MUSIC review

A promising young flutist shows strength and stage presence

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By Stephen Brookes
Special to the Washington Post
Wednesday, January 26, 2011

The classical flute world tends to be a bit . . . well, willowy, for lack of a better word. So it was a refreshing change of pace to head down to the Kennedy Center's Terrace Theater on Monday night to hear the Belarussian flutist Aleksandr Haskin, a young virtuoso who looks like he could also move that piano down the stairs for you, no problem.

The 26-year-old Haskin is the latest discovery of Young Concert Artists, and he turned out to be a musician of exceptional power and dramatic skill, completely in charge of his instrument. If he lacked the occasional refinement here and there, who cares - it only added to the impact.

The program got off to a furious start with Ian Clarke's "The Great Train Race," a wild little tone painting for solo flute that draws on just about every extended technique in the book, from key taps to the almost impossible circular breathing. Playing from a half-crouch, Haskin brought high drama and an offhand charm to the thing, tossing off gasp-inspiring riffs and winning over the audience immediately.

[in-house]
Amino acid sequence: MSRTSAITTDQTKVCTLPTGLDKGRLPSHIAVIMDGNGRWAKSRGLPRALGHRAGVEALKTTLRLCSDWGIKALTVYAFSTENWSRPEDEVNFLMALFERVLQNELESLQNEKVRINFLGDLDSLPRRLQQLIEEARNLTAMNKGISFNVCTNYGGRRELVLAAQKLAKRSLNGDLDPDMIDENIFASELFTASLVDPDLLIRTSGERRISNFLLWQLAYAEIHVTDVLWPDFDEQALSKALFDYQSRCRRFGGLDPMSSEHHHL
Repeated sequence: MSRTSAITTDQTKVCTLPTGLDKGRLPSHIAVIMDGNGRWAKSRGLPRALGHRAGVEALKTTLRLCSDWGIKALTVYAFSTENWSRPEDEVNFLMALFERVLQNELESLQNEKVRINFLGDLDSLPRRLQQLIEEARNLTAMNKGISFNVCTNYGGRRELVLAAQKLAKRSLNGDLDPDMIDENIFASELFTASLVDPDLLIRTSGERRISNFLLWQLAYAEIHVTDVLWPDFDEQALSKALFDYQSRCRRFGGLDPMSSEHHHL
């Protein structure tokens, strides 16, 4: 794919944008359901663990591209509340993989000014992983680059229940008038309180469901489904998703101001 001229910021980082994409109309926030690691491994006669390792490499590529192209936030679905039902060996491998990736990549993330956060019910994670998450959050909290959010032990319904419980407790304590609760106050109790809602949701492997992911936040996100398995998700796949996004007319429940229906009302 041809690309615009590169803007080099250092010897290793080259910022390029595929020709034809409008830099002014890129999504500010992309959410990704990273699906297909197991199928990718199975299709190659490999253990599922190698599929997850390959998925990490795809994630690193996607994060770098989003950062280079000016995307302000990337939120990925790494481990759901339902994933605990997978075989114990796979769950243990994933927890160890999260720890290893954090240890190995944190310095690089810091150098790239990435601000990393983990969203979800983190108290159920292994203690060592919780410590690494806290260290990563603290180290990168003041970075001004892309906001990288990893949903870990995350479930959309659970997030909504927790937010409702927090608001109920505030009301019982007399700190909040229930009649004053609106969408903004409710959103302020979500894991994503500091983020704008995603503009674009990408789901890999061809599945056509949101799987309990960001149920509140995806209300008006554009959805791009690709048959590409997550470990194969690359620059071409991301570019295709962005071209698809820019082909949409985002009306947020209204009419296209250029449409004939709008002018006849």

A rather deliberate account of Bach's Flute Sonata in E followed, alas, but Haskin (accompanied by pianist Steven Beck) then worked a small miracle with Mozart's Andante in C, K. 315, turning in a reading that was both playful and completely natural.

Haskin displayed a lyrical side in Albert Franz Doppler's "Fantaisie Pastorale Hongroise" and the tender "Aria" from Otar Taktakishvili's Sonata for Flute and Piano. But the real depth of his playing came out in the second half of the program, particularly the personal and sharply imaginative accounts of Henri Dutilleux's "Sonatine," Bela Bartok's "Suite Paysanne Hongroise" and an engaging sonata by the little-known Russian composer Yuri Kornakov.

Haskin may have a little work to do before he joins the top ranks of the world's flutists - you got the feeling that he has yet to really unleash himself - but it was clear Monday that this is a musician of distinctive insight, well worth keeping an eye on.

Brookes is a freelance writer.


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